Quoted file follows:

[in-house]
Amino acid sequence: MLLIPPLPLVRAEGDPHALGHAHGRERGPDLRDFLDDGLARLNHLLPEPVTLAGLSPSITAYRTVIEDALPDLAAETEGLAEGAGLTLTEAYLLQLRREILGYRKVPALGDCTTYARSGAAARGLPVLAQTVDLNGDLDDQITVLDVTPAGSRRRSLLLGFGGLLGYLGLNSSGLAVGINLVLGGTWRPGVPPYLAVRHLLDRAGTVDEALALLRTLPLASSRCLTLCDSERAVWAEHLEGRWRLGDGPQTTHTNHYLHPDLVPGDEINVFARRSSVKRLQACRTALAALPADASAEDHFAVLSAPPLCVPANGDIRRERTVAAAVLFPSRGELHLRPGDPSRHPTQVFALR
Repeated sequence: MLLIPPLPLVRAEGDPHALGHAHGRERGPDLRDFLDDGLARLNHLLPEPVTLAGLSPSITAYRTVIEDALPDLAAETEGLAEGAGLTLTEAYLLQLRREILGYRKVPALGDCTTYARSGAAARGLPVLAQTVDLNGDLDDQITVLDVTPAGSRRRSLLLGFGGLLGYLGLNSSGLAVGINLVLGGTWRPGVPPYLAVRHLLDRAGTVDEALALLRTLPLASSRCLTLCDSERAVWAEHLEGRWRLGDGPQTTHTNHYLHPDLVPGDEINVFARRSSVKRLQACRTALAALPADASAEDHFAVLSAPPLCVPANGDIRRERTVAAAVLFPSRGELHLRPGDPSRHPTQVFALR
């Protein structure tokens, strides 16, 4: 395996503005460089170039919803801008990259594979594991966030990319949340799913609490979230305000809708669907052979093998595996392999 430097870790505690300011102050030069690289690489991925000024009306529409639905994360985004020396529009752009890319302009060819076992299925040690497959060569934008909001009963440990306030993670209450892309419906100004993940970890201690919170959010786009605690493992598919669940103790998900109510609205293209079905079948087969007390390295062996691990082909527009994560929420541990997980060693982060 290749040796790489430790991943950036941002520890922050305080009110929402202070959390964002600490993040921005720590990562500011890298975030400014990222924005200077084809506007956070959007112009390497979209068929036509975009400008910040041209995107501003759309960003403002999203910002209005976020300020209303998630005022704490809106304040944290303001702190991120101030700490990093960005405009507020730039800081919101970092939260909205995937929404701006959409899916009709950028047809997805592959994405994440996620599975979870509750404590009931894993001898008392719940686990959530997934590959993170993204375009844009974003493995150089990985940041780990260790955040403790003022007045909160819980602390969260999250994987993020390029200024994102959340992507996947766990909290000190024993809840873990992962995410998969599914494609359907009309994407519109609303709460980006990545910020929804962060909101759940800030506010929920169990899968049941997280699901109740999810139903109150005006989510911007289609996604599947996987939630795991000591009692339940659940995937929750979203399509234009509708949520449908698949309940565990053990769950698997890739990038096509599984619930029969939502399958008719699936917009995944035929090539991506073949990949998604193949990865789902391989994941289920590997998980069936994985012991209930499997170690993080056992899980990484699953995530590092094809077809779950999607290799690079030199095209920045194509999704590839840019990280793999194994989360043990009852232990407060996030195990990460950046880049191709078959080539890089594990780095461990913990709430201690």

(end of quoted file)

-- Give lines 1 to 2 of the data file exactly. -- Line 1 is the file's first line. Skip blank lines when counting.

[in-house]
Amino acid sequence: MLLIPPLPLVRAEGDPHALGHAHGRERGPDLRDFLDDGLARLNHLLPEPVTLAGLSPSITAYRTVIEDALPDLAAETEGLAEGAGLTLTEAYLLQLRREILGYRKVPALGDCTTYARSGAAARGLPVLAQTVDLNGDLDDQITVLDVTPAGSRRRSLLLGFGGLLGYLGLNSSGLAVGINLVLGGTWRPGVPPYLAVRHLLDRAGTVDEALALLRTLPLASSRCLTLCDSERAVWAEHLEGRWRLGDGPQTTHTNHYLHPDLVPGDEINVFARRSSVKRLQACRTALAALPADASAEDHFAVLSAPPLCVPANGDIRRERTVAAAVLFPSRGELHLRPGDPSRHPTQVFALR